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CSULB students enjoy the perks of puppies

ASI employs dogs to draw students to vote in elections.

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CSULB students enjoy the perks of puppies

Certified therapy dog, JJ, an American Staffordshire Terrier, is a  certified therapy dog  who helps people overcome stressors in their lives. The dog posed with students at ASI's

Certified therapy dog, JJ, an American Staffordshire Terrier, is a certified therapy dog who helps people overcome stressors in their lives. The dog posed with students at ASI's "Puppy Therapy" event for pictures and offered a friendly smile for the camera.

Kat Schuster

Certified therapy dog, JJ, an American Staffordshire Terrier, is a certified therapy dog who helps people overcome stressors in their lives. The dog posed with students at ASI's "Puppy Therapy" event for pictures and offered a friendly smile for the camera.

Kat Schuster

Kat Schuster

Certified therapy dog, JJ, an American Staffordshire Terrier, is a certified therapy dog who helps people overcome stressors in their lives. The dog posed with students at ASI's "Puppy Therapy" event for pictures and offered a friendly smile for the camera.

Lauren Martinez, Staff Writer

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Those who have felt plagued by the impending doom of midterms were able to seek refuge in the comfort of cold noses and wagging tails at an event put on by Associated Students Inc. Tuesday.  

ASI collaborated with Beach Balance to host “Puppy Therapy,” an event designed to reduce stress by letting students spend a few minutes with puppies and therapy dogs while encouraging voter turnout for the ongoing ASI elections.

The event was held in the main gym inside The Student Recreation and Wellness center. A line of over a hundred students spilled out into the hallway of the rec center, leading up to a small fenced-in area containing different breeds of puppies.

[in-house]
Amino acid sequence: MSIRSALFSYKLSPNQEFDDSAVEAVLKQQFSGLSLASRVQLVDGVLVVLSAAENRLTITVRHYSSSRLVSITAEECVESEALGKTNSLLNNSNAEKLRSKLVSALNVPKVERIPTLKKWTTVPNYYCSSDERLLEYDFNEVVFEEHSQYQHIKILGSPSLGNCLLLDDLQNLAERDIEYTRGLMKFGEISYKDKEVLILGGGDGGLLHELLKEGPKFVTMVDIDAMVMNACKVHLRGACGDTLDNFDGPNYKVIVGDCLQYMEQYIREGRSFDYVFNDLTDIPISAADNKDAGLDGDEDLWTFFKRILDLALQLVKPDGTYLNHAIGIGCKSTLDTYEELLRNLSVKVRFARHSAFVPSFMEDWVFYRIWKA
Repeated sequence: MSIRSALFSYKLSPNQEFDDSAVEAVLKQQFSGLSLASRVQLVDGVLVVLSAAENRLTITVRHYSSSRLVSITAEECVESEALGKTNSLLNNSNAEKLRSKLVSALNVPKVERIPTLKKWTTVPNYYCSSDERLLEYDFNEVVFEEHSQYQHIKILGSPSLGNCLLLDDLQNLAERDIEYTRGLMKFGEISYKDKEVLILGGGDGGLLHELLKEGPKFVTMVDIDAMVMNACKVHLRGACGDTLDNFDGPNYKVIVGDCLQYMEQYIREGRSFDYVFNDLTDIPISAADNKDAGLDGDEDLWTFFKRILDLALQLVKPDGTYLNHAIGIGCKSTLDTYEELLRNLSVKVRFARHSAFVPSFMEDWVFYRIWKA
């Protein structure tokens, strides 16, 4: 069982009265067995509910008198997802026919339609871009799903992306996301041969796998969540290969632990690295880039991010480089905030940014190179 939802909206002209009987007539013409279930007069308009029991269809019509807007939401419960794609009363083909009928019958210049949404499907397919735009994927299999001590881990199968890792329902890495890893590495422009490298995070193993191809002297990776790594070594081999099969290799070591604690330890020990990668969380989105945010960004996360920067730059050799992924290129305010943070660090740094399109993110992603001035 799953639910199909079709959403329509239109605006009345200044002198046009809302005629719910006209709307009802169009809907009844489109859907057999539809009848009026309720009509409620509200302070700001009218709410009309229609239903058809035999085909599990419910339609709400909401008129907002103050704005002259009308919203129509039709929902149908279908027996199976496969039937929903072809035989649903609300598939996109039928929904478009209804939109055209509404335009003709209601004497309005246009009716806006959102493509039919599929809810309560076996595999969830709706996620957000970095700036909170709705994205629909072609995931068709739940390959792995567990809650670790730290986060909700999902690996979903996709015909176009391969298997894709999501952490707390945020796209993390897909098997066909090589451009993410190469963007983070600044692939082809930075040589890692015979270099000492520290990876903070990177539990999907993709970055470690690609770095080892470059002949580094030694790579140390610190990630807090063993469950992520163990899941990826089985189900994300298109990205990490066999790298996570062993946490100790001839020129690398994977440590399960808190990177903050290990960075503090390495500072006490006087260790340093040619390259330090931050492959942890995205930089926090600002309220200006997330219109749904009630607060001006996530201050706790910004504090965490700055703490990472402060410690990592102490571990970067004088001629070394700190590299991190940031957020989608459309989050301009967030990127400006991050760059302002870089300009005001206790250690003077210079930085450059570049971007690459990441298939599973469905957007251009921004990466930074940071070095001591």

Students were stopped on the way inside and asked if they voted for student government candidates. Government Elections Officer, La Keisha Jeanmarie explained that a vote wasn’t required to enter but was recommended.

“We don’t turn [students] away. But we do encourage that they step away to vote,” Jeanmarie said. “You can vote really easily through your phone and most students have a phone, so they can step away and vote really fast. Platforms are on the ballot, so they can just read the platforms, learn a little more about the candidate and then vote that way.”

After voting, students were asked to show their confirmation email to the ASI officers facilitating the event, before being gifted a fidget cube and getting in line to pet the pups.

“They didn’t require me to vote to get in [but] to get one of the fidget things, I had to vote,” said Feeras Sako, a junior majoring in history. “That is what enticed me. I knew I was going to be bored in line.”

Sako said that he hadn’t known about any of the candidates prior to reading about them on his phone while waiting in line to enter the main gym to visit with the puppies.

Junior psychology major Sarah Grannis  stood outside the glass of the gym, admiring a tan pit bull in a bright blue sweater inside.

“People might just be doing it to pet the dogs, not because they actually know who to vote for,” Grannis said. “I don’t know who I would vote for, so I would have to pick somebody randomly.”

Other students among the ever-growing crowd said they had cast their vote long before hearing about the incentive of “puppy therapy.”

“I did [know about the elections] but I didn’t know there was puppy therapy until today,” said Danielle Price, a business management junior. “I saw [it] on Beachboard.”

Price explained that petting the pups was a good destressor during midterms.

“I think puppy therapy is a good motivator for anything,” Price said. “Everyone’s stressed out over midterms. People cry in class. It gets really bad and puppies seem to be a universally enjoyable thing.”

Lisa Nguyen, Beach Balance Lead and co-facilitator of the event, explained that creating an environment that promotes positive mental health was what she had envisioned when she began organizing “puppy therapy” last November. She commented on an event held the previous week that also featured some of the therapy dogs.

“It was kind of surprising because people came and joined the rec for the very first time,” Nguyen said. “People signed up just to see the dogs.”

While some of the puppies were brought in purely based on cuteness, older dogs that were certified therapy dogs were also there to provide professional comfort. The handler of a four-year-old Shiba Inu from Carson passed out business cards displaying the dog’s affiliation with “Pets Unstressing Passengers,” a program that helps travelers stay relaxed when at Los Angeles International Airport.

Nataly Nuila, computer science senior, was one of the many students who expressed their excitement for the experience.  

“I’m pretty excited. I think it’s pretty awesome that Cal State Long Beach does such out-of-the-box things like this,” Nuila said. “I would never expect to come to school to touch a puppy and it kind of gave me something to hope for at the end of my day…and it was a dreadfully long day.”

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